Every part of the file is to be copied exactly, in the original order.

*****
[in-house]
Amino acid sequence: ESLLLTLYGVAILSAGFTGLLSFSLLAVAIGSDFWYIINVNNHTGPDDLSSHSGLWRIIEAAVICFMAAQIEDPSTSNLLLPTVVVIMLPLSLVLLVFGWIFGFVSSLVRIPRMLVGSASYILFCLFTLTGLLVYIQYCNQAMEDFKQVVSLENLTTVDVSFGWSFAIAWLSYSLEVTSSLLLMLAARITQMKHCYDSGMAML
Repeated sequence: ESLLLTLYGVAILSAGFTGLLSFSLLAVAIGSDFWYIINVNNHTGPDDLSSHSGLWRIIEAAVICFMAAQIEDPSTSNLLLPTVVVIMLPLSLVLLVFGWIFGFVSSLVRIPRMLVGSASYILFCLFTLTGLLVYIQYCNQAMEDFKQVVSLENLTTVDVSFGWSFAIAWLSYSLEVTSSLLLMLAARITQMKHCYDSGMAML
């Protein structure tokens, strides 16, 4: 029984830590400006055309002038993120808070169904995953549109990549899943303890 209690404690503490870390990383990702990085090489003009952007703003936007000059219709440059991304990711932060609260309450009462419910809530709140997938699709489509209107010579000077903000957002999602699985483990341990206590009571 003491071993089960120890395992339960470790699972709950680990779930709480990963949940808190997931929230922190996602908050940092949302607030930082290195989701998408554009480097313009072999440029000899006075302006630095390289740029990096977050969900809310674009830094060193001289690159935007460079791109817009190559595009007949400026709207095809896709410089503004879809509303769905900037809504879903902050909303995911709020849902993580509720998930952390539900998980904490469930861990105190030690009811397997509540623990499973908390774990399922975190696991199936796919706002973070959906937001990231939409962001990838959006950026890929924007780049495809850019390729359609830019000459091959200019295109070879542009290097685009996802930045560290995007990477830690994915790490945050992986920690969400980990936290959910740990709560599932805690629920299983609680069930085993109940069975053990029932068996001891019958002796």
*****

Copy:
[in-house]
Amino acid sequence: ESLLLTLYGVAILSAGFTGLLSFSLLAVAIGSDFWYIINVNNHTGPDDLSSHSGLWRIIEAAVICFMAAQIEDPSTSNLLLPTVVVIMLPLSLVLLVFGWIFGFVSSLVRIPRMLVGSASYILFCLFTLTGLLVYIQYCNQAMEDFKQVVSLENLTTVDVSFGWSFAIAWLSYSLEVTSSLLLMLAARITQMKHCYDSGMAML
Repeated sequence: ESLLLTLYGVAILSAGFTGLLSFSLLAVAIGSDFWYIINVNNHTGPDDLSSHSGLWRIIEAAVICFMAAQIEDPSTSNLLLPTVVVIMLPLSLVLLVFGWIFGFVSSLVRIPRMLVGSASYILFCLFTLTGLLVYIQYCNQAMEDFKQVVSLENLTTVDVSFGWSFAIAWLSYSLEVTSSLLLMLAARITQMKHCYDSGMAML
């Protein structure tokens, strides 16, 4: 029984830590400006055309002038993120808070169904995953549109990549899943303890 209690404690503490870390990383990702990085090489003009952007703003936007000059219709440059991304990711932060609260309450009462419910809530709140997938699709489509209107010579000077903000957002999602699985483990341990206590009571 003491071993089960120890395992339960470790699972709950680990779930709480990963949940808190997931929230922190996602908050940092949302607030930082290195989701998408554009480097313009072999440029000899006075302006630095390289740029990096977050969900809310674009830094060193001289690159935007460079791109817009190559595009007949400026709207095809896709410089503004879809509303769905900037809504879903902050909303995911709020849902993580509720998930952390539900998980904490469930861990105190030690009811397997509540623990499973908390774990399922975190696991199936796919706002973070959906937001990231939409962001990838959006950026890929924007780049495809850019390729359609830019000459091959200019295109070879542009290097685009996802930045560290995007990477830690994915790490945050992986920690969400980990936290959910740990709560599932805690629920299983609680069930085993109940069975053990029932068996001891019958002796």